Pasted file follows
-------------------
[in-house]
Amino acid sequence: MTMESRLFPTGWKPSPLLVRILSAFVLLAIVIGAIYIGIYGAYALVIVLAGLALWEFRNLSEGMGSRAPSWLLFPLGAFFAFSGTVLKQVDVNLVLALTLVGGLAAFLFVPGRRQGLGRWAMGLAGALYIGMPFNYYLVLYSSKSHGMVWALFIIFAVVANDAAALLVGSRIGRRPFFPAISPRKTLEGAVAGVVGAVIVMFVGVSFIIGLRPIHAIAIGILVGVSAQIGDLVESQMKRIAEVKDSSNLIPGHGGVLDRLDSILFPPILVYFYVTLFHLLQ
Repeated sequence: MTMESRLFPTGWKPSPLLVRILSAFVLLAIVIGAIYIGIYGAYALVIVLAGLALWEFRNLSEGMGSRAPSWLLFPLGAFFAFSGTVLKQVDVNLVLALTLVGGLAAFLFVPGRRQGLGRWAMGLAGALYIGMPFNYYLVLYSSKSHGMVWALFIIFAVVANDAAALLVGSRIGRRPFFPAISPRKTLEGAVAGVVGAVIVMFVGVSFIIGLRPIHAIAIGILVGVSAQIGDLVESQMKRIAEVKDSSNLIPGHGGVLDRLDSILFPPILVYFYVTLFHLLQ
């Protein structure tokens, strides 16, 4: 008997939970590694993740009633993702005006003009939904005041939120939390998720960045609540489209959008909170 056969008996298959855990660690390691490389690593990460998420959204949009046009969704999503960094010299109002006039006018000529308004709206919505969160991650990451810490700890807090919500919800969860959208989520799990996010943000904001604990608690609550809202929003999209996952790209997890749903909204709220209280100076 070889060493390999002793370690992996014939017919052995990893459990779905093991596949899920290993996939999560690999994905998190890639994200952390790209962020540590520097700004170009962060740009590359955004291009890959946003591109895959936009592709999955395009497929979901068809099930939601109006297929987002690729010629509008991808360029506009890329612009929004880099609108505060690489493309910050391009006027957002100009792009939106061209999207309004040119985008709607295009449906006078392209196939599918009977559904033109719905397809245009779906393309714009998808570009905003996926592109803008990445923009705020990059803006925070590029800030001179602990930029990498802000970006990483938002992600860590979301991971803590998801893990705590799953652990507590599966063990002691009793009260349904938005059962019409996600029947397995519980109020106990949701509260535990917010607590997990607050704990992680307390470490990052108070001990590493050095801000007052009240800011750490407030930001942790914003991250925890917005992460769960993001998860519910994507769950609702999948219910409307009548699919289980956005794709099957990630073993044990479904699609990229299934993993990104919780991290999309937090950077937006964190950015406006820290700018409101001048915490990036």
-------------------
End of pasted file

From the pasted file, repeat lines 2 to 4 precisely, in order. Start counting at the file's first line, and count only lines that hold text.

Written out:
Amino acid sequence: MTMESRLFPTGWKPSPLLVRILSAFVLLAIVIGAIYIGIYGAYALVIVLAGLALWEFRNLSEGMGSRAPSWLLFPLGAFFAFSGTVLKQVDVNLVLALTLVGGLAAFLFVPGRRQGLGRWAMGLAGALYIGMPFNYYLVLYSSKSHGMVWALFIIFAVVANDAAALLVGSRIGRRPFFPAISPRKTLEGAVAGVVGAVIVMFVGVSFIIGLRPIHAIAIGILVGVSAQIGDLVESQMKRIAEVKDSSNLIPGHGGVLDRLDSILFPPILVYFYVTLFHLLQ
Repeated sequence: MTMESRLFPTGWKPSPLLVRILSAFVLLAIVIGAIYIGIYGAYALVIVLAGLALWEFRNLSEGMGSRAPSWLLFPLGAFFAFSGTVLKQVDVNLVLALTLVGGLAAFLFVPGRRQGLGRWAMGLAGALYIGMPFNYYLVLYSSKSHGMVWALFIIFAVVANDAAALLVGSRIGRRPFFPAISPRKTLEGAVAGVVGAVIVMFVGVSFIIGLRPIHAIAIGILVGVSAQIGDLVESQMKRIAEVKDSSNLIPGHGGVLDRLDSILFPPILVYFYVTLFHLLQ
């Protein structure tokens, strides 16, 4: 008997939970590694993740009633993702005006003009939904005041939120939390998720960045609540489209959008909170 056969008996298959855990660690390691490389690593990460998420959204949009046009969704999503960094010299109002006039006018000529308004709206919505969160991650990451810490700890807090919500919800969860959208989520799990996010943000904001604990608690609550809202929003999209996952790209997890749903909204709220209280100076 070889060493390999002793370690992996014939017919052995990893459990779905093991596949899920290993996939999560690999994905998190890639994200952390790209962020540590520097700004170009962060740009590359955004291009890959946003591109895959936009592709999955395009497929979901068809099930939601109006297929987002690729010629509008991808360029506009890329612009929004880099609108505060690489493309910050391009006027957002100009792009939106061209999207309004040119985008709607295009449906006078392209196939599918009977559904033109719905397809245009779906393309714009998808570009905003996926592109803008990445923009705020990059803006925070590029800030001179602990930029990498802000970006990483938002992600860590979301991971803590998801893990705590799953652990507590599966063990002691009793009260349904938005059962019409996600029947397995519980109020106990949701509260535990917010607590997990607050704990992680307390470490990052108070001990590493050095801000007052009240800011750490407030930001942790914003991250925890917005992460769960993001998860519910994507769950609702999948219910409307009548699919289980956005794709099957990630073993044990479904699609990229299934993993990104919780991290999309937090950077937006964190950015406006820290700018409101001048915490990036």